This Jerusalem Day was a particularly happy one. Every year, those of us involved in developing and advancing policy for our city wait with bated breath for the new statistics that are published by the Jerusalem Institute for Policy Research. Will all the hard work, all the investment and all the hopes we harbor for our capital be reflected in those dreaded cold numbers? This year we finally saw some light, a sharp contrast to the shock and fatigue we felt after being plunged into another election last week. I want to do something somewhat uncharacteristic for our tribe and take a moment to reflect on the good news.
Our city is the largest and most diverse city in the country; it has now crossed the 900,000 resident mark. Contrary to the usual doomsday peddlers – among them politicians whose very political survival depends on stoking fear that secular Jews are an endangered species in this city – the secular population has grown for the first time in 10 years, to 22%. The ultra-Orthodox population stands at 24% and the Zionist/modern religious population stands at 21%. Moreover, the negative migration balance, those figures that throw people into a panic about young people abandoning our city in droves is, at 6,000 residents, the lowest in a decade – completely normative for a capital city. We can hypothesize about why these improvements came about: the growing technological ecosystem, reflected in the 33.8% increase in hi-tech companies in the city; the new and attractive jobs created by emerging unicorn companies such as Mobileye, the flourishing scene in Mahaneh Yehuda; the unprecedented budgets that were dedicated to culture by former mayor Nir Barkat, or a combination of all of the above. Whatever the reason, these numbers are heading in the right direction for the first time.
More ultra-Orthodox men and women have joined the workforce. The men stand at 49% – far from ideal, but the highest in decades. The women, who have always worked, stand at 61%, reflecting the numbers in the general female workforce. While the haredi population is still living 40% under the poverty line, I see a slow evolution with the new generation. Maybe it’s just my optimism, but the popularity of the new haredi government schools teaching core curriculum subjects, in addition to the increasing numbers of men and women in higher education, gives me reason to believe that change is happening.
THERE IS no doubt that having an Arab population of 37% in the city poses a great challenge. Politics aside, we are talking about a population that lives 80% under the poverty line, with socioeconomic problems that should concern us all. How did we get here? For many years, successive Israeli local and national governments, regardless of political affiliation, believed that maybe someday, in some constellation, the Arabs of east Jerusalem would not be our problem. It has only been in the last few years that a change in thinking has occurred – not only among us Jews, who believe in keeping the city united, but also among the Arabs themselves. A bankrupt Palestinian educational system that doesn’t teach its students Hebrew or English has created the largest number of drop-outs in the country. The abject lack of leadership in east Jerusalem, combined with the consumer culture we are all trapped in, has led to an Israelization of the east Jerusalem Arabs, and an understanding that normalization may be their most attractive option. The percentage of Arab women working in east Jerusalem is the lowest of any Arab city in Israel and, shockingly, the lowest in the entire Middle East, including Saudi Arabia!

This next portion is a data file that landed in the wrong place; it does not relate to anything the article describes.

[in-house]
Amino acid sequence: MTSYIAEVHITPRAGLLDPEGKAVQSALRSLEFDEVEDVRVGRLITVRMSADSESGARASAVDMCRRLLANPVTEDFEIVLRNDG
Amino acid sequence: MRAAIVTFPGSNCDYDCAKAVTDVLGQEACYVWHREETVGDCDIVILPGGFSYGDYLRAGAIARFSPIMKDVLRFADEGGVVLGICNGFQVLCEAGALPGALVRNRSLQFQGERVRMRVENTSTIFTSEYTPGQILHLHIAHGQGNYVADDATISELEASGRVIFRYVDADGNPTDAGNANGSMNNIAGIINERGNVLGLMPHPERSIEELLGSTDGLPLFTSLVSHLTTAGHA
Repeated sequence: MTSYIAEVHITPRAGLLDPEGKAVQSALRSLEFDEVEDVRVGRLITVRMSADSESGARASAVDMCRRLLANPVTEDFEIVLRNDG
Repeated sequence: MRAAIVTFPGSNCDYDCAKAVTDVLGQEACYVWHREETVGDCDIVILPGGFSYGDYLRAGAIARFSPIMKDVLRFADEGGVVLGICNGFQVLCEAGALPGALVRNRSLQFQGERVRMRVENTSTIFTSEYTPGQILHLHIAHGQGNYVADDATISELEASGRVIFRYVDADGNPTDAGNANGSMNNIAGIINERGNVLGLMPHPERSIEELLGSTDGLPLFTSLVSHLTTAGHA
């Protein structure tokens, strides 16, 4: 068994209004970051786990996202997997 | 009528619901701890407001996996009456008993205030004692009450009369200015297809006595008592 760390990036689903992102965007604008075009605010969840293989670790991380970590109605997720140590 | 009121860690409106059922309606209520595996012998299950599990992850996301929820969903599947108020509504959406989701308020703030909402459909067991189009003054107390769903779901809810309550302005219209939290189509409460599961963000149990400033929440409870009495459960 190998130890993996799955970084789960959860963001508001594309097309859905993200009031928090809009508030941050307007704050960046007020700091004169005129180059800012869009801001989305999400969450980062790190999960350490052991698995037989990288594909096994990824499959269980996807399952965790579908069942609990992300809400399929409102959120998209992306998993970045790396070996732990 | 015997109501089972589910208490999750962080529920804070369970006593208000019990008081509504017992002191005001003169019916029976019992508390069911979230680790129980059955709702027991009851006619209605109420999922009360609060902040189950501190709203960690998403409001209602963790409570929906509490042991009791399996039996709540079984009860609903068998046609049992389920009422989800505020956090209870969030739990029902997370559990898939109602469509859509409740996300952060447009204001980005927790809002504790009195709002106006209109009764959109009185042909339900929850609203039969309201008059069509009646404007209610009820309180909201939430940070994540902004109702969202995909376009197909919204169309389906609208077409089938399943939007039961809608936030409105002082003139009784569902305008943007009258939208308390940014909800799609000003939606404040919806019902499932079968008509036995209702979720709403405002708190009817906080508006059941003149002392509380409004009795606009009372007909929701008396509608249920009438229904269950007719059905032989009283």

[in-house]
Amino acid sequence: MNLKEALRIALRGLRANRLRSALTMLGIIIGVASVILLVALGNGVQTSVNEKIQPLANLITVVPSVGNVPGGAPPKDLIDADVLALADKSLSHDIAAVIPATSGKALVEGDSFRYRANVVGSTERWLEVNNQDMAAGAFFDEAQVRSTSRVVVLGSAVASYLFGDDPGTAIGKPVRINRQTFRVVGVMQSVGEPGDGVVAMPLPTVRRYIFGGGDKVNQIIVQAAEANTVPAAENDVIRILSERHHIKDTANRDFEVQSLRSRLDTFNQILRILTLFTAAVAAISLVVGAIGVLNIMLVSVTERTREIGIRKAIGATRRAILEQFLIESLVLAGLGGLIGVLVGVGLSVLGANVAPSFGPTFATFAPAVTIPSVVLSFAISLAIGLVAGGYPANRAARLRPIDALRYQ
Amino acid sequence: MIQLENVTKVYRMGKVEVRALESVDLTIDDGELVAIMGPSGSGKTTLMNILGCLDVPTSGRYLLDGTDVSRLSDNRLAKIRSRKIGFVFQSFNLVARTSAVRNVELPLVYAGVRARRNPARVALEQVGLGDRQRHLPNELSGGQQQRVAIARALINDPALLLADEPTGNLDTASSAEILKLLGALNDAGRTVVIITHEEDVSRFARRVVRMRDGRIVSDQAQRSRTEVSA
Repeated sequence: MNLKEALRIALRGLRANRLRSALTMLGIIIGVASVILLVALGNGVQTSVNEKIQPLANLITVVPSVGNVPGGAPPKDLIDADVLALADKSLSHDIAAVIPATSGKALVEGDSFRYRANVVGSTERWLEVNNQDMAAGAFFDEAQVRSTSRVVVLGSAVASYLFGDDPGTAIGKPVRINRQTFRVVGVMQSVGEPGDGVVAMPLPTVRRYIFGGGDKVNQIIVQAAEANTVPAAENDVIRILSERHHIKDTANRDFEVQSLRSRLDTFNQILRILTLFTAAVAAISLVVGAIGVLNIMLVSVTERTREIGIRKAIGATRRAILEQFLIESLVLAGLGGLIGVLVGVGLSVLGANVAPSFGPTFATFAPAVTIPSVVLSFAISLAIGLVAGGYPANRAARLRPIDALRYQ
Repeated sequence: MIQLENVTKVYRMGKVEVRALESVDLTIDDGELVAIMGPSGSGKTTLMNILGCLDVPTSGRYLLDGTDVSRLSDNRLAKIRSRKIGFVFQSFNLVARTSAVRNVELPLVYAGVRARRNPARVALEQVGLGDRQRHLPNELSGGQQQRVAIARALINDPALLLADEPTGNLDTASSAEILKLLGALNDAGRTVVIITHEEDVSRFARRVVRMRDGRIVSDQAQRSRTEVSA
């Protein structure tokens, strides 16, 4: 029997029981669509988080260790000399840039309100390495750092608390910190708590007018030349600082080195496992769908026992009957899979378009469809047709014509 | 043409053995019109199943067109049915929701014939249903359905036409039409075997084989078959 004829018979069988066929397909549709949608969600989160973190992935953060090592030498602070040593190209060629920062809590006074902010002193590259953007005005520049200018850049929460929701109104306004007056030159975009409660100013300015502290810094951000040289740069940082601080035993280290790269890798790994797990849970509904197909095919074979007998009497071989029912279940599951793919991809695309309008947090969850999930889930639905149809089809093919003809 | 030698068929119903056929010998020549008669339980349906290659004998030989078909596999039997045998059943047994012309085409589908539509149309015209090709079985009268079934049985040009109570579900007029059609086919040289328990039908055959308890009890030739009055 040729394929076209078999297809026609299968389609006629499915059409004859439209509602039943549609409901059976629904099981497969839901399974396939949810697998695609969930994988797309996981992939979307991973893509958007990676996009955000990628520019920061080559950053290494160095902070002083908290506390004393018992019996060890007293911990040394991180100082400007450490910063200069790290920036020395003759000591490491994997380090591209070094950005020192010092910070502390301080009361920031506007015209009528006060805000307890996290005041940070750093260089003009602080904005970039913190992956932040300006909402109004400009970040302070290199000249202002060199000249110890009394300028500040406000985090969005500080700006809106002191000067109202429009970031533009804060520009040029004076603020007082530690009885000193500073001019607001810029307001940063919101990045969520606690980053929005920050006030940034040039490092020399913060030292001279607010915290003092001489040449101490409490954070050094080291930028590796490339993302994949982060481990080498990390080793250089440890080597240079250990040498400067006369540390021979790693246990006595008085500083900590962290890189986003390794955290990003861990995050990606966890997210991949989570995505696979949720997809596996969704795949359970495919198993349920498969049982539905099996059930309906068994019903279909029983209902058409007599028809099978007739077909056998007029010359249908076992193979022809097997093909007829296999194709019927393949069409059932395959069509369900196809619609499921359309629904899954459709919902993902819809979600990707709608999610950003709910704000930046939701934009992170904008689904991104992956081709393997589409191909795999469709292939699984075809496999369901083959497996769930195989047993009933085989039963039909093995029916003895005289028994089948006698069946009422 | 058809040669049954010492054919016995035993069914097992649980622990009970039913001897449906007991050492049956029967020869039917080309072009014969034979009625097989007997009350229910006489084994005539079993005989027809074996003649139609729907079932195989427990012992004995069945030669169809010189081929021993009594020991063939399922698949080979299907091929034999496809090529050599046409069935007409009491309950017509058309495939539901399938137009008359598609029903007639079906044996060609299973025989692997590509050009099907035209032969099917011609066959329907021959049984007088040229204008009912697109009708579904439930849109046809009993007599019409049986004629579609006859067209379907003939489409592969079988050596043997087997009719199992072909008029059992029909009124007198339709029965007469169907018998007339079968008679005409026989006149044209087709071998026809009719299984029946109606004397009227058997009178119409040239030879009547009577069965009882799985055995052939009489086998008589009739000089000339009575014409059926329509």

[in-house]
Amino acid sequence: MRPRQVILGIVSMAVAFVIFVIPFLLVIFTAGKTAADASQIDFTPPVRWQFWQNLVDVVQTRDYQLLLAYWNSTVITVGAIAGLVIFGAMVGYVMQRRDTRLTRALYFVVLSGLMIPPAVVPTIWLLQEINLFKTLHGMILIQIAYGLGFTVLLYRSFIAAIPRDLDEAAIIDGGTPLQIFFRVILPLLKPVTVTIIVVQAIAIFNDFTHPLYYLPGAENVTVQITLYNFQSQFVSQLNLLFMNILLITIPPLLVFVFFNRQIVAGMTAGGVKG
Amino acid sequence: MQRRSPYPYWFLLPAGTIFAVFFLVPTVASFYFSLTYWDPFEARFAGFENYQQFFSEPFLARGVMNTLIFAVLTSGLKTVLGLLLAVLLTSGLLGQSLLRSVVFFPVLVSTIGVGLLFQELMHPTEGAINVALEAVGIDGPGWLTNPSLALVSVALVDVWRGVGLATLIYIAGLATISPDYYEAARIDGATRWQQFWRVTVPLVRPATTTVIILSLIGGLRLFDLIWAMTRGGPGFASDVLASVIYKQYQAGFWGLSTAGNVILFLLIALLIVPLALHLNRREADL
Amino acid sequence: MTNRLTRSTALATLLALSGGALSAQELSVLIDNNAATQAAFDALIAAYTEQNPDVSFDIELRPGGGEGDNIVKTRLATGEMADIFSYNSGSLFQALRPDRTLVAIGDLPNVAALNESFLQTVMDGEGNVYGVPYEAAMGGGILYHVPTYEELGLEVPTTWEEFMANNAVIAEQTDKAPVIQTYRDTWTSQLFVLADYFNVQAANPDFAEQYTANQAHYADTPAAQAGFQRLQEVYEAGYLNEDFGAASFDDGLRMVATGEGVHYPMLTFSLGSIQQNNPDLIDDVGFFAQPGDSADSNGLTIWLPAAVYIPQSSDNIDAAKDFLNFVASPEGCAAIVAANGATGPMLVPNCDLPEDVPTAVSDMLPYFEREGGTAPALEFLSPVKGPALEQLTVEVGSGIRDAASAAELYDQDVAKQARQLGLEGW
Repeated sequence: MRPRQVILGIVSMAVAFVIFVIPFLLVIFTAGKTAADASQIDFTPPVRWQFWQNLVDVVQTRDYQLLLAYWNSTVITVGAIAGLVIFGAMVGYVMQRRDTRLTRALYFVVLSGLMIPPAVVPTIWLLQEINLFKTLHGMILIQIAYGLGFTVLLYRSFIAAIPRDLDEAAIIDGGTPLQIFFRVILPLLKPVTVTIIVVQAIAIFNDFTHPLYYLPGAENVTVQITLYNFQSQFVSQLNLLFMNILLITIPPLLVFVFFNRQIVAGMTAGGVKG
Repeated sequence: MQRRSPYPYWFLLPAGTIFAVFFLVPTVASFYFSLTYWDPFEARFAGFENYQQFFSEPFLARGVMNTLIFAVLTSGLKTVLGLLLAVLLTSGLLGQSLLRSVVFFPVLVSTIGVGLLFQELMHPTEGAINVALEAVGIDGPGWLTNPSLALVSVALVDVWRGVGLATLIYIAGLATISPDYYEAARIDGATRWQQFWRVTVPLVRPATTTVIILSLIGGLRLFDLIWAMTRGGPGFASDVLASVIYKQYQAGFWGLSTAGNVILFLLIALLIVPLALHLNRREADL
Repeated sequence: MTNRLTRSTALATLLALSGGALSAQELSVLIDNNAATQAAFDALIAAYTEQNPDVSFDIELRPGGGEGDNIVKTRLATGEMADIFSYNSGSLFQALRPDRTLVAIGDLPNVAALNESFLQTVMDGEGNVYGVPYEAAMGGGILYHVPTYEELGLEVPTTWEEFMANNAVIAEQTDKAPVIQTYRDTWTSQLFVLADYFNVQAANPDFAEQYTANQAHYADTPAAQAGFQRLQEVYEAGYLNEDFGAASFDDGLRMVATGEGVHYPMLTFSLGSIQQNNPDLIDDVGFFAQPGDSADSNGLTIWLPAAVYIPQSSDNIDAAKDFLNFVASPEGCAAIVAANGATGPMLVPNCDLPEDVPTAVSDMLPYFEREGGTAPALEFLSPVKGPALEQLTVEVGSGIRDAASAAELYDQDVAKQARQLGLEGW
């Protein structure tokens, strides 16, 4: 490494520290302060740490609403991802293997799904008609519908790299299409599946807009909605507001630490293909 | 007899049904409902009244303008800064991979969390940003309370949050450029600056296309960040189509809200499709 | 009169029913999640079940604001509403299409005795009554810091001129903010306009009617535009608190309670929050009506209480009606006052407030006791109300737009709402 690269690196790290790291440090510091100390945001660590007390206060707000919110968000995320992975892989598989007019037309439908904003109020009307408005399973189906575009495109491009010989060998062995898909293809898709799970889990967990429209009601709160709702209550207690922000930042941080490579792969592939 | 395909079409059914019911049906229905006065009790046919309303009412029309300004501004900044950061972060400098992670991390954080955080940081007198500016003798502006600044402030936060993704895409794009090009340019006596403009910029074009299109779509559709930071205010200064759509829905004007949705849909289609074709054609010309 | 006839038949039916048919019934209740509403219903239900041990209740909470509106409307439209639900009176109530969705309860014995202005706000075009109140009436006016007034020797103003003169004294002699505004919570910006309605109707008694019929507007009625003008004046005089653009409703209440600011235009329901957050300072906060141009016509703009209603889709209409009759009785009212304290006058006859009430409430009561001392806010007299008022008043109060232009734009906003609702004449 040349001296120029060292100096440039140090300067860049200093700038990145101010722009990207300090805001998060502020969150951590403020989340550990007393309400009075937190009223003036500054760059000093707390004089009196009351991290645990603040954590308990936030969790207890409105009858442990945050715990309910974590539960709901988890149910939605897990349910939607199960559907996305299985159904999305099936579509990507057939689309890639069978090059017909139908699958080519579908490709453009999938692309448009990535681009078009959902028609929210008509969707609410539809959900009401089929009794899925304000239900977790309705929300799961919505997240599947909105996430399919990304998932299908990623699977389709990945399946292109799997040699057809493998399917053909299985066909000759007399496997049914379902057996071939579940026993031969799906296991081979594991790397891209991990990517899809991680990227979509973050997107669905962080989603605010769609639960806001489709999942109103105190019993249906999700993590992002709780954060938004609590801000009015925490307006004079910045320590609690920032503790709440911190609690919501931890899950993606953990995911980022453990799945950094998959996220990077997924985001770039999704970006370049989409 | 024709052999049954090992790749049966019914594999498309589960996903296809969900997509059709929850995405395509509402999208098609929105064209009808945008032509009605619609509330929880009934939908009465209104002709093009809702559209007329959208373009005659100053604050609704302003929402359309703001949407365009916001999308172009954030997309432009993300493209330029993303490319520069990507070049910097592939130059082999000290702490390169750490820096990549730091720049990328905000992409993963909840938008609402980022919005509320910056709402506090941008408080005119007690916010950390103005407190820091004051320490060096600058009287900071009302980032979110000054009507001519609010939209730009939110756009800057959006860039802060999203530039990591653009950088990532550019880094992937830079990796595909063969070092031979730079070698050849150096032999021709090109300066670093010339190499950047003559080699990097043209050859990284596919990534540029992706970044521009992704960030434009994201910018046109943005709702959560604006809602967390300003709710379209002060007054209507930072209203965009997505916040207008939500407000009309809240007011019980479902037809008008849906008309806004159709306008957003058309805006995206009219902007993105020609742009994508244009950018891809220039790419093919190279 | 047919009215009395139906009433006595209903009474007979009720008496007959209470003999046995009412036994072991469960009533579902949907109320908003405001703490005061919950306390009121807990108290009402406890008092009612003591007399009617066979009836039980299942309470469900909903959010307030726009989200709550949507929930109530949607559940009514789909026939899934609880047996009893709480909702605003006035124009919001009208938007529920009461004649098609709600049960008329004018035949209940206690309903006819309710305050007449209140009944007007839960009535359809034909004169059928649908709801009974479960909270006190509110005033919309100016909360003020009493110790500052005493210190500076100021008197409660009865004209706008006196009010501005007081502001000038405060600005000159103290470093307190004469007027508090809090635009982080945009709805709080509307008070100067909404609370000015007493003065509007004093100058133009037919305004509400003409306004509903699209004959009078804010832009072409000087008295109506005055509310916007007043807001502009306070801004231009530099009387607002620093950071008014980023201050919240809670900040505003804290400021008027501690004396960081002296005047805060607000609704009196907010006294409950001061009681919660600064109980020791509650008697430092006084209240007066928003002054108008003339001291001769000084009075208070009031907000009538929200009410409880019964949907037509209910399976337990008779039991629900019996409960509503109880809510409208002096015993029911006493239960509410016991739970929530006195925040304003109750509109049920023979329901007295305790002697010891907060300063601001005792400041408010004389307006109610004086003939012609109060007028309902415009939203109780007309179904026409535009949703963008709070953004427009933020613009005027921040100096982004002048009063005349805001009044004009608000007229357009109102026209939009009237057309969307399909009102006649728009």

In the last few years, with the help of the Jerusalem Affairs Ministry, the city has begun to invest unprecedented amounts of resources into east Jerusalem. Slowly, the situation is beginning to shift. The percentage of women’s employment has risen from 17% to 27% – still much lower than the average in the country, but in relative terms, a huge increase. When a poll was taken among east Jerusalem families, 50% expressed a desire for their children to be educated in the Education Ministry curriculum, as they understand that this is the best chance their children have for higher education and quality employment. Needless to say, this means not just more children with a chance at a better life, but fewer students subject to the systematic brainwashing and incitement against us from Palestinian Authority schools.
The city still has a myriad of challenges which need to be addressed. We are still the poorest city in the country, our housing prices are still going up and salaries for both men and women are the lowest in the country. However, for this Jerusalem Day, I chose to see the glass as half full.
The writer is deputy mayor and leader of the Jerusalem Will Succeed Party.